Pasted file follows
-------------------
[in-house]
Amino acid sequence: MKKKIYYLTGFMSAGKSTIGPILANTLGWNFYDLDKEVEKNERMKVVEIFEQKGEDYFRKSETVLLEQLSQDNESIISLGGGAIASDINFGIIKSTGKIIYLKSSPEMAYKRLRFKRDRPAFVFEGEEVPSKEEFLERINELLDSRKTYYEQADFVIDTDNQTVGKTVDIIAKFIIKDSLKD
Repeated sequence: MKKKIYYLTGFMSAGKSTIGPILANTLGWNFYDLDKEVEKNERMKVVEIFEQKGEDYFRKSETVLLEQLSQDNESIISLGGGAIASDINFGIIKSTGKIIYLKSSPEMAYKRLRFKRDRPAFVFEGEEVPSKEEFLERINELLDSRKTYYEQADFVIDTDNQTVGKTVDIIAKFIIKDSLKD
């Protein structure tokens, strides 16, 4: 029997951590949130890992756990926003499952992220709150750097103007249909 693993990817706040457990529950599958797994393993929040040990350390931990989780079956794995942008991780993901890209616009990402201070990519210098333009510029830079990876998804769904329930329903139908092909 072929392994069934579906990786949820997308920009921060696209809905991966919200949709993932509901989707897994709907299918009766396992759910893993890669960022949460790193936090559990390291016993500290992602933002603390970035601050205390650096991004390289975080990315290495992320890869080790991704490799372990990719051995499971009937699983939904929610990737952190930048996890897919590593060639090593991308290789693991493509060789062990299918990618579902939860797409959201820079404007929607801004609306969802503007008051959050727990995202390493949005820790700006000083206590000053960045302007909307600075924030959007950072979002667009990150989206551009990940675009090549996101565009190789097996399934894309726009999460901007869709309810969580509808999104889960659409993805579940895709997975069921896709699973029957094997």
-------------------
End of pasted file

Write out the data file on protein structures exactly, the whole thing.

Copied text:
[in-house]
Amino acid sequence: MKKKIYYLTGFMSAGKSTIGPILANTLGWNFYDLDKEVEKNERMKVVEIFEQKGEDYFRKSETVLLEQLSQDNESIISLGGGAIASDINFGIIKSTGKIIYLKSSPEMAYKRLRFKRDRPAFVFEGEEVPSKEEFLERINELLDSRKTYYEQADFVIDTDNQTVGKTVDIIAKFIIKDSLKD
Repeated sequence: MKKKIYYLTGFMSAGKSTIGPILANTLGWNFYDLDKEVEKNERMKVVEIFEQKGEDYFRKSETVLLEQLSQDNESIISLGGGAIASDINFGIIKSTGKIIYLKSSPEMAYKRLRFKRDRPAFVFEGEEVPSKEEFLERINELLDSRKTYYEQADFVIDTDNQTVGKTVDIIAKFIIKDSLKD
């Protein structure tokens, strides 16, 4: 029997951590949130890992756990926003499952992220709150750097103007249909 693993990817706040457990529950599958797994393993929040040990350390931990989780079956794995942008991780993901890209616009990402201070990519210098333009510029830079990876998804769904329930329903139908092909 072929392994069934579906990786949820997308920009921060696209809905991966919200949709993932509901989707897994709907299918009766396992759910893993890669960022949460790193936090559990390291016993500290992602933002603390970035601050205390650096991004390289975080990315290495992320890869080790991704490799372990990719051995499971009937699983939904929610990737952190930048996890897919590593060639090593991308290789693991493509060789062990299918990618579902939860797409959201820079404007929607801004609306969802503007008051959050727990995202390493949005820790700006000083206590000053960045302007909307600075924030959007950072979002667009990150989206551009990940675009090549996101565009190789097996399934894309726009999460901007869709309810969580509808999104889960659409993805579940895709997975069921896709699973029957094997």